➣ To measure association between categorical variables: chi-square test or Fisher exact was done to compare between two independent percentages.
➣ Comparisons between two groups for normally distributed numeric variables were done using Student’s t test while for non-normally distributed numeric variables, comparisons were done by Mann-Whitney U test.
➣ Logistic regression was done to give adjusted odds ratio and magnitude of the effect of different factors.
➣ All tests were two-tailed and probability (P value) ≤ 0.05 is considered significant.
Five hundred eighty-eight patients aged above 65 years with delirium and other comorbidities were recruited based on disturbance in attention and/or awareness that was accompanied with changes in baseline cognition not explained by any preexisting neurocognitive disorder. Their mean age was 70.09 years (SD ± 6.29 years), 58.5% of patients were males, and demographic data were shown in Table 1. Prevalence of delirium and subsyndromal delirium (SSD) was 19.6% (115 cases) and 14.1% (83 cases), respectively, in the young elderly group; 79 patients (68.7%) had delirium where 52 patients (62.7%) had SSD, in the middle elderly group; 29 patients (25.2%) had delirium and 27 patients (32.5%) had SSD, while in elderly group; 56 patients (48.7%) had delirium and 51 patients (61.4%) had SSD, 56% had hypoactive type of delirium whereas 20.2% had the hyperactive and 23.3% had mixed type, regarding cognitive assessment; 43 patients (7.3%) of cases had MMSE score less than 23, whereas 101 patients (17.2%) had score below 18, and 81 patients (13.8%) did not respond to MMSE. Common co-morbidities (Table 2) found included diabetes (42.5%), hypertension (34%), ischemic heart disease (27.2%), chronic liver disease (18.8%), chronic kidney disease (11.39%), asthma (5.2%), old cerebrovascular disease (5.1%), and malignancy (2.38%).
One hundred six patients had metabolic derangements causing delirium (67%; 77/115) and SSD (34.9%; 29/83) due to hepatic encephalopathy (26.7%) followed by uremic encephalopathy (17.17%), infectious etiologies affecting 31 patients causing delirium in 18 patients and SSD in 13 patients. Common infectious causes found in this study were chest infection (10%), hepatobiliary infections (3%), urinary tract infection (2%), and CNS infections (0.5%). Antidepressants and sedatives were among the most common causes (20.7%) of delirium and SSD in this study (Fig. 1). Most cases with hyperactive type of delirium were secondary to hepatic encephalopathy (61.5%), urinary tract infections (20%), while most patients with hypoactive type of delirium were secondary to uremic encephalopathy (20.2%), chest infections (19.3%), hypoglycemia (4.6%), antidepressants, and sedatives (3.7%) (Fig. 2).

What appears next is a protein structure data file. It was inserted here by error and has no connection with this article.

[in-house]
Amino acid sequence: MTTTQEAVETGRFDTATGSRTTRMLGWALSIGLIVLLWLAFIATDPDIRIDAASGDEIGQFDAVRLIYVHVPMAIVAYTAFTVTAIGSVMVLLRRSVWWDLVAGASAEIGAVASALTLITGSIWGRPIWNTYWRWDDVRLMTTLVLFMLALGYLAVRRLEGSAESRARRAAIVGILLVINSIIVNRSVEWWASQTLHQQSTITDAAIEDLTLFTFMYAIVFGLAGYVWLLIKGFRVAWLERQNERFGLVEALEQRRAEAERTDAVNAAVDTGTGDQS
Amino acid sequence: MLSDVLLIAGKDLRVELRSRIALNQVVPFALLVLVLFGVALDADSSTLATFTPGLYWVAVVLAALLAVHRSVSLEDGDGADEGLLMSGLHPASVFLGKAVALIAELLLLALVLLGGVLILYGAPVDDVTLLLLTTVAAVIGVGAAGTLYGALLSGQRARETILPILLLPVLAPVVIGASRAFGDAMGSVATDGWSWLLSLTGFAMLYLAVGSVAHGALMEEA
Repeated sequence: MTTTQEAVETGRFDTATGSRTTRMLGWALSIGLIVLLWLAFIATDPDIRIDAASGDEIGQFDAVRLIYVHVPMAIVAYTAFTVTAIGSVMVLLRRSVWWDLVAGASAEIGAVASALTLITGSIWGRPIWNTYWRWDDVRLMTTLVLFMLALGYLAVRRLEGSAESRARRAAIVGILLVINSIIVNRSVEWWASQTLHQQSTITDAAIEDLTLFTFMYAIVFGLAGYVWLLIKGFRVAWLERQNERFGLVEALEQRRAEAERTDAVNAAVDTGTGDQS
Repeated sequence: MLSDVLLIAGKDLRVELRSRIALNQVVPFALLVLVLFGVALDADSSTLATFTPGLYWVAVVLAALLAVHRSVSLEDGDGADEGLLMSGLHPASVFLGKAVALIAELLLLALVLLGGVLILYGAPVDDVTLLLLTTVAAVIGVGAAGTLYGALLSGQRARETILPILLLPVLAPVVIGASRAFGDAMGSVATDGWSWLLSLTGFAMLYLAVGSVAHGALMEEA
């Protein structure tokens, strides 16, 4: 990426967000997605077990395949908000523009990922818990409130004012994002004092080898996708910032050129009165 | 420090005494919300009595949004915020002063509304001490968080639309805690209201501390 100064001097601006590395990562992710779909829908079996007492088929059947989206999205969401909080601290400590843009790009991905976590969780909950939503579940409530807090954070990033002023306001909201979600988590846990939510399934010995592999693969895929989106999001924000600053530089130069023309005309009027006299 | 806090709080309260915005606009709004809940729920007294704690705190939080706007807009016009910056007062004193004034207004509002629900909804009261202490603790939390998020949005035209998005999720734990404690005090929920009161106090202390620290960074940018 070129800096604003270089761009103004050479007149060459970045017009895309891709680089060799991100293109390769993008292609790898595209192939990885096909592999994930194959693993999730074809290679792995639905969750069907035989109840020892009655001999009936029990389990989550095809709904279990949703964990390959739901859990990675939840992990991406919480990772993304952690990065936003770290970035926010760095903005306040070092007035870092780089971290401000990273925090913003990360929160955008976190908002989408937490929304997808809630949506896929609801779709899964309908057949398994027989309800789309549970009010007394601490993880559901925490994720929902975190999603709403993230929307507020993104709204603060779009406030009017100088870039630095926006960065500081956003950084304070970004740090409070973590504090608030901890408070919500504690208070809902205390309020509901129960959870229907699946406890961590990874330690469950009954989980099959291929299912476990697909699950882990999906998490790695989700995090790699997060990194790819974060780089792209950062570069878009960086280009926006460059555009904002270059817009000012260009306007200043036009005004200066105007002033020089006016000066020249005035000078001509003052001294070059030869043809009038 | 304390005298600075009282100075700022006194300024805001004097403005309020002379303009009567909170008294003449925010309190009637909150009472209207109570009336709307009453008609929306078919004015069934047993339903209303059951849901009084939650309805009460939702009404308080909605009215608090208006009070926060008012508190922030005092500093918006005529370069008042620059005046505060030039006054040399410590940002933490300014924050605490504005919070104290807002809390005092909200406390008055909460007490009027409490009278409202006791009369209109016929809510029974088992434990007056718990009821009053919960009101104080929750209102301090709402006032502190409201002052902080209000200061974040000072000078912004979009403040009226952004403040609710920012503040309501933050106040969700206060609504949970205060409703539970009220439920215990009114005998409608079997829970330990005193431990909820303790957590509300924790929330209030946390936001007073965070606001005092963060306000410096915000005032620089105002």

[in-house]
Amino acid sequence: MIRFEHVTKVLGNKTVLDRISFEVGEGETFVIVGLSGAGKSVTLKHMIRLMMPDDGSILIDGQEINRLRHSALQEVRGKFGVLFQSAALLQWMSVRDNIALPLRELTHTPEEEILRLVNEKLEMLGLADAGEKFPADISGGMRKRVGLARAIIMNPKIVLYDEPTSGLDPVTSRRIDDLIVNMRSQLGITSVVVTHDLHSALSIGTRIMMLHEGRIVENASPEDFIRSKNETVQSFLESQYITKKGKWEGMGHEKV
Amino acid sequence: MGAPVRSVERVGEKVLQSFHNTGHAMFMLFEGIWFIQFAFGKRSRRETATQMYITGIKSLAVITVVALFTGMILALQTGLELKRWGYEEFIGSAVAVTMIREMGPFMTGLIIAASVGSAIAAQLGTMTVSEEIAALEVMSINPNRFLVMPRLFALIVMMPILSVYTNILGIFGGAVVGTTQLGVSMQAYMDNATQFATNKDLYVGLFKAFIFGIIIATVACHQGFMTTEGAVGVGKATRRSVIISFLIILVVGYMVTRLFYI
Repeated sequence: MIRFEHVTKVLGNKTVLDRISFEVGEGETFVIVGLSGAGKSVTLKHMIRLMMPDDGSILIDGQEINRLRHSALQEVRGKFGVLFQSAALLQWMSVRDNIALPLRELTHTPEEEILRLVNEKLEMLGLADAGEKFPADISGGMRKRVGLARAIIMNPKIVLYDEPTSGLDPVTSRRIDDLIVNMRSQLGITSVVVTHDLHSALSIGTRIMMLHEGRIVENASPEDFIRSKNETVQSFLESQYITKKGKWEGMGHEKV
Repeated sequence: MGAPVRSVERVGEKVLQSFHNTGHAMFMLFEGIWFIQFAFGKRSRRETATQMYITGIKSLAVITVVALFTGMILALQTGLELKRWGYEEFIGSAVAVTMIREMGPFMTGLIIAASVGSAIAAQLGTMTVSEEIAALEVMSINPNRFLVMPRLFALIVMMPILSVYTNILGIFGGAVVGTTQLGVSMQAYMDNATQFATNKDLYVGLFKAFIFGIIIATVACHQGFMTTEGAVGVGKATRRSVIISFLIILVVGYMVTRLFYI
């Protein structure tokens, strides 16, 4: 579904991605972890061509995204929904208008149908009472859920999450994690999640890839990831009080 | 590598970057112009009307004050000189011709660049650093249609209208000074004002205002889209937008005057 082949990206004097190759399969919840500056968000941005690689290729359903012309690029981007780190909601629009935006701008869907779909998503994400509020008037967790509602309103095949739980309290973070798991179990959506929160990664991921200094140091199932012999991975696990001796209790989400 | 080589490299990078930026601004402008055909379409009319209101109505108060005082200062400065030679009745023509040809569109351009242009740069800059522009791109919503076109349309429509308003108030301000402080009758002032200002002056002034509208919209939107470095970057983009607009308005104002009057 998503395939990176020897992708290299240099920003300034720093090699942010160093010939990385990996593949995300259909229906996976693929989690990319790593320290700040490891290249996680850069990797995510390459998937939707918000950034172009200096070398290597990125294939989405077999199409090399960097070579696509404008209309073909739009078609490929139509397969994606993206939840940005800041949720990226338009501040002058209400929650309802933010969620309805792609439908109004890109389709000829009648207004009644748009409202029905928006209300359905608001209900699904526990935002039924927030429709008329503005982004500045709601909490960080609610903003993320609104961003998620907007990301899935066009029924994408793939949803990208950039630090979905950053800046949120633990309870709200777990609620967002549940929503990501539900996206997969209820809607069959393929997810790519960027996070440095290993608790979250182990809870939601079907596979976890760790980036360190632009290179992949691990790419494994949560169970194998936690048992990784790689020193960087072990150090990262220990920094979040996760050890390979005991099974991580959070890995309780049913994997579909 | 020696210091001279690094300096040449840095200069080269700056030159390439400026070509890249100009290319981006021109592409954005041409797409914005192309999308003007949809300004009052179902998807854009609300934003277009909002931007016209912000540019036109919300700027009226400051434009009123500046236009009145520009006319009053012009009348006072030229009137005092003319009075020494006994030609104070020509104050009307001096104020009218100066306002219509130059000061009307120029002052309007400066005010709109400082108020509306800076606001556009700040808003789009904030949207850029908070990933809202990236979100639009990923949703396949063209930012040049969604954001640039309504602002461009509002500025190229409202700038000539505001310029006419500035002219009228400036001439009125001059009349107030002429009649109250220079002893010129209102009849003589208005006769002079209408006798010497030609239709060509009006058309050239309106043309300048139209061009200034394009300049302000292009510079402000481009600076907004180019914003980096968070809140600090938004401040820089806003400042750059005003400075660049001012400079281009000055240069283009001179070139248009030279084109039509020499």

In this study, mean values and SD of Barthel index were 15.88 ± 4.46 in patients with MMSE score above 23, whereas patients with MMSE score of 19–23, their mean and SD of BI were 11.65 ± 5.35, patients with MMSE score of 10–18 had mean and SD of BI were 10.69 ± 5.46, mean and SD of Barthel index were 7.86 ± 5.40 in patients with severe cognitive assessment by MMSE. Also in the current study, investigators showed that 69.6% of patients with delirium had severe cognitive impairment with MMSE score < 10, while 24.3% had MMSE score of 10–18, and 77.1% of patients with SSD had MMSE score of 10–18 (Table 3).